Greg Hodgkiss: 01:44 Well, we’re right up to our ears at the moment in solving for mainly SNBs the very complex and difficult way in which to treat their cyber protection and their cyber threat issues. It’s a world that’s all sorts of options for them and it’s often very difficult for them to understand that there are in fact some simple, straightforward things that they can do to protect themselves.
Fraser Jack: 02:11 Yeah and what’s your role in that?
Greg Hodgkiss: 02:14 Well, I am the CEO of Cyber Indemnity Solutions which is a major developer within the cyber security space. My role very specifically is working very closely with the markets, especially with financial advisory groups and insurance underwriters and insurance broker groups along with other affinity associations around Australia.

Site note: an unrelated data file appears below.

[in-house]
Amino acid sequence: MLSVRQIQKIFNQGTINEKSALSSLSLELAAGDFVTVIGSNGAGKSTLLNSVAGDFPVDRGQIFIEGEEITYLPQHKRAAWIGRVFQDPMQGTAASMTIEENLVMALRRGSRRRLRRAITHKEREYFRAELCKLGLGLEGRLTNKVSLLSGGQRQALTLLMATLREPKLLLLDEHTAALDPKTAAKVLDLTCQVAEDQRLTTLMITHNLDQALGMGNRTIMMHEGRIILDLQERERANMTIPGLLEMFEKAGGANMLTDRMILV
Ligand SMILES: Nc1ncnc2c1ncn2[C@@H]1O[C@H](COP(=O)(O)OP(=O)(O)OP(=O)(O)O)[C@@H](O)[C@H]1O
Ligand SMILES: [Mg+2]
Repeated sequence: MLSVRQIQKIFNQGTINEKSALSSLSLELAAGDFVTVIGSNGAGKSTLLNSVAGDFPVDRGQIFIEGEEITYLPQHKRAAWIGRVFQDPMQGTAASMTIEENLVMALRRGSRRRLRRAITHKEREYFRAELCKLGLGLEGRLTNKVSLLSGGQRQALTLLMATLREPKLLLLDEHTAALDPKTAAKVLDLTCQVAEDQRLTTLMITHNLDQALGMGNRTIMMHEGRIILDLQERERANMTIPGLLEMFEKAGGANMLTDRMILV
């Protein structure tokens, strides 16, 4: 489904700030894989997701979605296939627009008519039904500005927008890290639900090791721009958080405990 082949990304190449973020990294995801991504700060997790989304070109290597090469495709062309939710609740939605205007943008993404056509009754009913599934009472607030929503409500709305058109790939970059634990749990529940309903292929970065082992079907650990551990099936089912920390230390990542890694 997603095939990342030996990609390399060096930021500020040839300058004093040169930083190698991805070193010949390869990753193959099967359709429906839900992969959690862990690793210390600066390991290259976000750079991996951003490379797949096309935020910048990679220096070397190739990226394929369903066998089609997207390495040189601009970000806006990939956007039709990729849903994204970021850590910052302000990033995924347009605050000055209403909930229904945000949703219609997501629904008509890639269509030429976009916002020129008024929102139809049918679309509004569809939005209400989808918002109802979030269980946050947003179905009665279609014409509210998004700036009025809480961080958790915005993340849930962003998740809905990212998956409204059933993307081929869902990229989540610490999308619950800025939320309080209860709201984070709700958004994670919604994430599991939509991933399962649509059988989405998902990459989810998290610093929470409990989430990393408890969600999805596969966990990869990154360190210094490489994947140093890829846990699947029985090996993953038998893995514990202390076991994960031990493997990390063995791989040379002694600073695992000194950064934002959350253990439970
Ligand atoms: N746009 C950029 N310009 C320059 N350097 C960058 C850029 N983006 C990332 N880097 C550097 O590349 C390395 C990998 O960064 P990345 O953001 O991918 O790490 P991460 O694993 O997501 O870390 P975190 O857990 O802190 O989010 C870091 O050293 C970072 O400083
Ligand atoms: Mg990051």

Fraser Jack: 02:43 And how did you get into this?
Greg Hodgkiss: 02:45 Well that’s quite a long journey to be honest with you. My background is entrepreneurial going back many, many years which was always to do with R&D and IT development, so this was approached if you like from the early years of internet development where I earned two companies that were developing specific solutions for internet training for Microsoft out of the UK. And from that we got very involved in understanding how digital works and we became the developers of the world’s first insurance policy that allows you to ensure data which we’re just getting ready to launch across Australia now which of course led us to understanding the security issues.